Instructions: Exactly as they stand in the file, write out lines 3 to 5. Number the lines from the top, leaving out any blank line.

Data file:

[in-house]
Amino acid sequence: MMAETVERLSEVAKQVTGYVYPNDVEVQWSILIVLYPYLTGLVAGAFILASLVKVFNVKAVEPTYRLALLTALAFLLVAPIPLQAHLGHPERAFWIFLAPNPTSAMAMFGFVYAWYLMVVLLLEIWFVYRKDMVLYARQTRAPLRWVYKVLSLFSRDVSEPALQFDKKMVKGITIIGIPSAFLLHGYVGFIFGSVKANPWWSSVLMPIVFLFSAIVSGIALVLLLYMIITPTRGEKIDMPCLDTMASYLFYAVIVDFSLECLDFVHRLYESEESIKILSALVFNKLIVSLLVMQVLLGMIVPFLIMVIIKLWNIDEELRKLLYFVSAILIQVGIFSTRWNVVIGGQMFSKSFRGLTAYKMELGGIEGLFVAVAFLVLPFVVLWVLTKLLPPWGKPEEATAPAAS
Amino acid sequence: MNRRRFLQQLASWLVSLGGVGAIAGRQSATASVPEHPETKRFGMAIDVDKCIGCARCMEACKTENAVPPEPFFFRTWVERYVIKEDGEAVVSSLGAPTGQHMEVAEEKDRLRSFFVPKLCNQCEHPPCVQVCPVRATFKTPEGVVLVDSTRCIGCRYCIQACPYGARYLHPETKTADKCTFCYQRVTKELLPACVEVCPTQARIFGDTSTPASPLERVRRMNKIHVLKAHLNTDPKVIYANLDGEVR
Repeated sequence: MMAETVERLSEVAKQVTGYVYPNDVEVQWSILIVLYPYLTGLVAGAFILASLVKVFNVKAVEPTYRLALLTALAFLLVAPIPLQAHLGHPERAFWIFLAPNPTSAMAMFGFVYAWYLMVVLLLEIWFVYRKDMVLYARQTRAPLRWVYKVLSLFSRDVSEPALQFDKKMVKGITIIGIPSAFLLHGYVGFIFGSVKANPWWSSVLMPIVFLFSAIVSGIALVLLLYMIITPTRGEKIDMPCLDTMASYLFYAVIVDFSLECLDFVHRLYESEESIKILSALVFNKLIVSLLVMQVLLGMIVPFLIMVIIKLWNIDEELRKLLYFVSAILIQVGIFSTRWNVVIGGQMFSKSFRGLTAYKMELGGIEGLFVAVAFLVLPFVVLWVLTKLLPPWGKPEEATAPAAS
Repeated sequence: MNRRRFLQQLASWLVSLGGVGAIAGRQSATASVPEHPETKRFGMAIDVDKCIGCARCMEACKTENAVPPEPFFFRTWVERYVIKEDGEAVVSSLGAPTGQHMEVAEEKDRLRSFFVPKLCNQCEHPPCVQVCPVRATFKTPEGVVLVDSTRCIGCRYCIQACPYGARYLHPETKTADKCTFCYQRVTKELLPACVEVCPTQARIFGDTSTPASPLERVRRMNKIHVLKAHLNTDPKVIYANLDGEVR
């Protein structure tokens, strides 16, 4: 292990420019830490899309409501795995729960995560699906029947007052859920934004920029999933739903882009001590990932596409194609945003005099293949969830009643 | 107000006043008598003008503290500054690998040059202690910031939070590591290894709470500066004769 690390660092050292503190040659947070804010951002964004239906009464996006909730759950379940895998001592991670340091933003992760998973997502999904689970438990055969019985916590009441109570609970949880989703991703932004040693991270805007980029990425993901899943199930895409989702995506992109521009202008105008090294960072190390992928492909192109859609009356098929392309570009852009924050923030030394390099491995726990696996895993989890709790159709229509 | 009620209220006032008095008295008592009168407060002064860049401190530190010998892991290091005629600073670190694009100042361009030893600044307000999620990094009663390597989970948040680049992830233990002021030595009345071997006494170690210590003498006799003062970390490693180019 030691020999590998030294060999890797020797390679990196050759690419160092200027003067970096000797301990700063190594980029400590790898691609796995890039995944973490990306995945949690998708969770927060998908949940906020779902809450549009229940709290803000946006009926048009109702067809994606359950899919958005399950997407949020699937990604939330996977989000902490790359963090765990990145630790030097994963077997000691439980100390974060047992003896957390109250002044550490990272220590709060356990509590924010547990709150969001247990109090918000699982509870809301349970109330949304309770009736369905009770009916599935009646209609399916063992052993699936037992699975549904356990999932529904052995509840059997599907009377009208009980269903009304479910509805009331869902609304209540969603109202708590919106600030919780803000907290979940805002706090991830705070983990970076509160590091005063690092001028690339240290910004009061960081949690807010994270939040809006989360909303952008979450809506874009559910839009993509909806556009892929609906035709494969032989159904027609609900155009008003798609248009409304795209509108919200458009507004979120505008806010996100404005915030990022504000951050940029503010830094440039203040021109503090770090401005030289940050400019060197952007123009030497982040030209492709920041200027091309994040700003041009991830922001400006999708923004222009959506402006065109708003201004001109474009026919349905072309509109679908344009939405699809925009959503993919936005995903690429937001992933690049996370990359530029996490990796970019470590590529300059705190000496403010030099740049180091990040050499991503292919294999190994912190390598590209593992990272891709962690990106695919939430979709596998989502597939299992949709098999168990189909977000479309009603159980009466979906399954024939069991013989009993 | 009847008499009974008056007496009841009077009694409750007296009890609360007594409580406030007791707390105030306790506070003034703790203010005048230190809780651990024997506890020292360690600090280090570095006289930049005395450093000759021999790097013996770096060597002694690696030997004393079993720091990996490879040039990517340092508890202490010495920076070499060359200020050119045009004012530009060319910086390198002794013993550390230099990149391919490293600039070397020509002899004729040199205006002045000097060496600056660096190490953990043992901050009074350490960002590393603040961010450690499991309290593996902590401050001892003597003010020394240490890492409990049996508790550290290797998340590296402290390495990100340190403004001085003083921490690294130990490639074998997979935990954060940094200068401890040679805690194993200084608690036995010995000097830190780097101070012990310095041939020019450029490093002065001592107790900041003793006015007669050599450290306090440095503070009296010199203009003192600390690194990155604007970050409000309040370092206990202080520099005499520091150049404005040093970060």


Amino acid sequence: MNRRRFLQQLASWLVSLGGVGAIAGRQSATASVPEHPETKRFGMAIDVDKCIGCARCMEACKTENAVPPEPFFFRTWVERYVIKEDGEAVVSSLGAPTGQHMEVAEEKDRLRSFFVPKLCNQCEHPPCVQVCPVRATFKTPEGVVLVDSTRCIGCRYCIQACPYGARYLHPETKTADKCTFCYQRVTKELLPACVEVCPTQARIFGDTSTPASPLERVRRMNKIHVLKAHLNTDPKVIYANLDGEVR
Repeated sequence: MMAETVERLSEVAKQVTGYVYPNDVEVQWSILIVLYPYLTGLVAGAFILASLVKVFNVKAVEPTYRLALLTALAFLLVAPIPLQAHLGHPERAFWIFLAPNPTSAMAMFGFVYAWYLMVVLLLEIWFVYRKDMVLYARQTRAPLRWVYKVLSLFSRDVSEPALQFDKKMVKGITIIGIPSAFLLHGYVGFIFGSVKANPWWSSVLMPIVFLFSAIVSGIALVLLLYMIITPTRGEKIDMPCLDTMASYLFYAVIVDFSLECLDFVHRLYESEESIKILSALVFNKLIVSLLVMQVLLGMIVPFLIMVIIKLWNIDEELRKLLYFVSAILIQVGIFSTRWNVVIGGQMFSKSFRGLTAYKMELGGIEGLFVAVAFLVLPFVVLWVLTKLLPPWGKPEEATAPAAS
Repeated sequence: MNRRRFLQQLASWLVSLGGVGAIAGRQSATASVPEHPETKRFGMAIDVDKCIGCARCMEACKTENAVPPEPFFFRTWVERYVIKEDGEAVVSSLGAPTGQHMEVAEEKDRLRSFFVPKLCNQCEHPPCVQVCPVRATFKTPEGVVLVDSTRCIGCRYCIQACPYGARYLHPETKTADKCTFCYQRVTKELLPACVEVCPTQARIFGDTSTPASPLERVRRMNKIHVLKAHLNTDPKVIYANLDGEVR